Jimbo doesn’t seem satisfied with my short answer, so he delves a bit more. It’s his job to make sure I can acclimate to life on the outside, so I’m not bothered when he asks, “Any problem being around the alcohol?”
“Nah,” I tell him genuinely. “No desire to drink at all.”
“That’s good,” he says with a smile. “Seeing as how that’s a condition of your parole.”
“Look, man… doesn’t matter if it’s a condition or not, there is nothing on this earth that could get me to drink a drop of alcohol.”
“And why is that?” he asks, but he knows the answer.
I tell him anyway.
“Because it shattered my life. Because it killed a man. It left a mother without a husband and a little boy without a father. Need any other reason?”
“No,” Jimbo says quietly, staring at me with those light eyes. “That’s a good enough reason.”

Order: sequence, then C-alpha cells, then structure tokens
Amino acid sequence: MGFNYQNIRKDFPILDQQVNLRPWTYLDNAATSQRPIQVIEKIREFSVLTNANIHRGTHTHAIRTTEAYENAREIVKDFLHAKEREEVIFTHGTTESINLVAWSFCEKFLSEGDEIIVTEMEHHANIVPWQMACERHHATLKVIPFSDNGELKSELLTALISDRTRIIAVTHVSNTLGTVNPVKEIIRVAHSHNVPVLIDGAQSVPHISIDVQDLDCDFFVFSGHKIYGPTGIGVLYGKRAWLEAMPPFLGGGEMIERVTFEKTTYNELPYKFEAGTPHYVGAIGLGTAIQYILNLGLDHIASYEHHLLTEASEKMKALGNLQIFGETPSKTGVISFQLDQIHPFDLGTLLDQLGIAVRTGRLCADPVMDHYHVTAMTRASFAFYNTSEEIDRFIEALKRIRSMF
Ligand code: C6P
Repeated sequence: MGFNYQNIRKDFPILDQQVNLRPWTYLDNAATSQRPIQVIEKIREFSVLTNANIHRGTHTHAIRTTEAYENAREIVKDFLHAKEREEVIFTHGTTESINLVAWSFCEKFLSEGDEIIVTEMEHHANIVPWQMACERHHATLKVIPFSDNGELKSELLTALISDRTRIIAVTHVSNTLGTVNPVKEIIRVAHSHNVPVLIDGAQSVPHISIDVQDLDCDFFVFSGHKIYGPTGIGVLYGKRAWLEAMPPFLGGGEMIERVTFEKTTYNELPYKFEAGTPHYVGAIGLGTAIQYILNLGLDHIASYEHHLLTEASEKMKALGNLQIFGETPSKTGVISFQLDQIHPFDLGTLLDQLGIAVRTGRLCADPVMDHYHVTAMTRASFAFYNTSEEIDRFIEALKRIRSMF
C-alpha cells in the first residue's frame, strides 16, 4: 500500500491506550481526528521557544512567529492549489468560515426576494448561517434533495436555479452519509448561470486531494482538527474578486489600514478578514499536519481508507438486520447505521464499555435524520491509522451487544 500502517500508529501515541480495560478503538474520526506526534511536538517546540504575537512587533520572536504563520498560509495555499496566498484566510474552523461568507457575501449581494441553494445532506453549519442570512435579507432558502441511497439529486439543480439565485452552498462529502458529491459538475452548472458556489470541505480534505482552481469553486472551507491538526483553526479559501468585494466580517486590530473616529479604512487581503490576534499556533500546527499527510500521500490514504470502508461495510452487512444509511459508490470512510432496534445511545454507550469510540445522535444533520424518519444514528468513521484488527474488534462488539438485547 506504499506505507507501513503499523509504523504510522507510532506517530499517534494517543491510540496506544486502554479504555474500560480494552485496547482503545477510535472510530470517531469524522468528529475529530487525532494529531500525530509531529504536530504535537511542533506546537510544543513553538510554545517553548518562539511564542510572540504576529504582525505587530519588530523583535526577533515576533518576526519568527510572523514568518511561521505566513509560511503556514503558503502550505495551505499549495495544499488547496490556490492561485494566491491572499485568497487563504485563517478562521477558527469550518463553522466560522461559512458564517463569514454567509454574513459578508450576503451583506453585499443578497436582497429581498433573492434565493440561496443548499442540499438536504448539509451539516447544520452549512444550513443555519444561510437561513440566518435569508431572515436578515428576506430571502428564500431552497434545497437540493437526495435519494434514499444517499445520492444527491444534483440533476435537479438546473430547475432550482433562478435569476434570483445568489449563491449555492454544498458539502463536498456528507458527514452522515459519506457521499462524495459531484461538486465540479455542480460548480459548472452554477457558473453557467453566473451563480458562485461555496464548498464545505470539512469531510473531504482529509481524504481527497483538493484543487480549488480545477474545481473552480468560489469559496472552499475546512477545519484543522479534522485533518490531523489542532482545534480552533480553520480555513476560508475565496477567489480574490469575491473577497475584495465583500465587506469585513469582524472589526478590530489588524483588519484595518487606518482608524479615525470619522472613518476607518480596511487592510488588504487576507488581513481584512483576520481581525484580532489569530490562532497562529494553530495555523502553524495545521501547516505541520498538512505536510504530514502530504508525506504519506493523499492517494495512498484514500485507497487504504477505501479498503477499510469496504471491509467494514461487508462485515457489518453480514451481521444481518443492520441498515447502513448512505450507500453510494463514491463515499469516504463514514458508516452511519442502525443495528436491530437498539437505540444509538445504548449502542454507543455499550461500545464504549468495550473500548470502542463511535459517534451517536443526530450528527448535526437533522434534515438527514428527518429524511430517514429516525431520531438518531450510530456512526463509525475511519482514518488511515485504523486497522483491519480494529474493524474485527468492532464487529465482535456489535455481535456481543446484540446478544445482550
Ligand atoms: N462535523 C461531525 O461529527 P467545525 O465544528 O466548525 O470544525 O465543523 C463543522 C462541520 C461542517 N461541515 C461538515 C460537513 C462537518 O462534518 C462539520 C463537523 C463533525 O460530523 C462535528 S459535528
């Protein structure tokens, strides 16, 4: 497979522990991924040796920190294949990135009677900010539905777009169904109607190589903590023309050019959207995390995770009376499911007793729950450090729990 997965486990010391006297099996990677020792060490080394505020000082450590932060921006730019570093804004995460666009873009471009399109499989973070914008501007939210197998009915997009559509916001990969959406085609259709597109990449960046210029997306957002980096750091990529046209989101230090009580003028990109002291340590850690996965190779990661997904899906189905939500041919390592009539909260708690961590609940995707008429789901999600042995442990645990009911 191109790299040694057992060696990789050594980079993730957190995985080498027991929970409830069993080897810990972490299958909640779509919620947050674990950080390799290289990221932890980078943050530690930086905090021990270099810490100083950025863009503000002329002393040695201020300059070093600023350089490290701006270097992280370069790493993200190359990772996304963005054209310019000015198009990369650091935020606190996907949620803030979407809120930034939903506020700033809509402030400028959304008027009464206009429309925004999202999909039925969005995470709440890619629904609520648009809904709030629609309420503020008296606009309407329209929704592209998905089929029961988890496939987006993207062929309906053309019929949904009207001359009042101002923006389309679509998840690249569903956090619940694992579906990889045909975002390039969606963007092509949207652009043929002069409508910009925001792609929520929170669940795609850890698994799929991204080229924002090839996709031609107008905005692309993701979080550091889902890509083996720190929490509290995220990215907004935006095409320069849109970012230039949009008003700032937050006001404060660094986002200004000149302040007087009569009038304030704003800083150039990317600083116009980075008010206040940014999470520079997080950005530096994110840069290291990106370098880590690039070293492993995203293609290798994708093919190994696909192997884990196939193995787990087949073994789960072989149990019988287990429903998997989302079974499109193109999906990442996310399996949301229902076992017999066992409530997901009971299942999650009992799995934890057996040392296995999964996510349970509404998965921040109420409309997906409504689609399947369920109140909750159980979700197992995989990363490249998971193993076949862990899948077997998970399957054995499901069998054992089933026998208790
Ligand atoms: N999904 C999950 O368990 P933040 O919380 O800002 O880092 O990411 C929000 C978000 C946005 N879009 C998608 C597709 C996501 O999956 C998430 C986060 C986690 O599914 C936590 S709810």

I hold his gaze, waiting for the next question. We’ve had this same meeting on five other occasions since I came home, but today it’s being done at my new home so he can check it out. As a parole officer, his role is part jail keeper, part counselor. It’s his responsibility to keep me on the straight and narrow, but to also do what he can to make sure my head is clear when I’m making my choices. So that involves talking… a lot. Just to make sure that the emotional and psychological toll of reentering the real world doesn’t cast me in a downward spiral.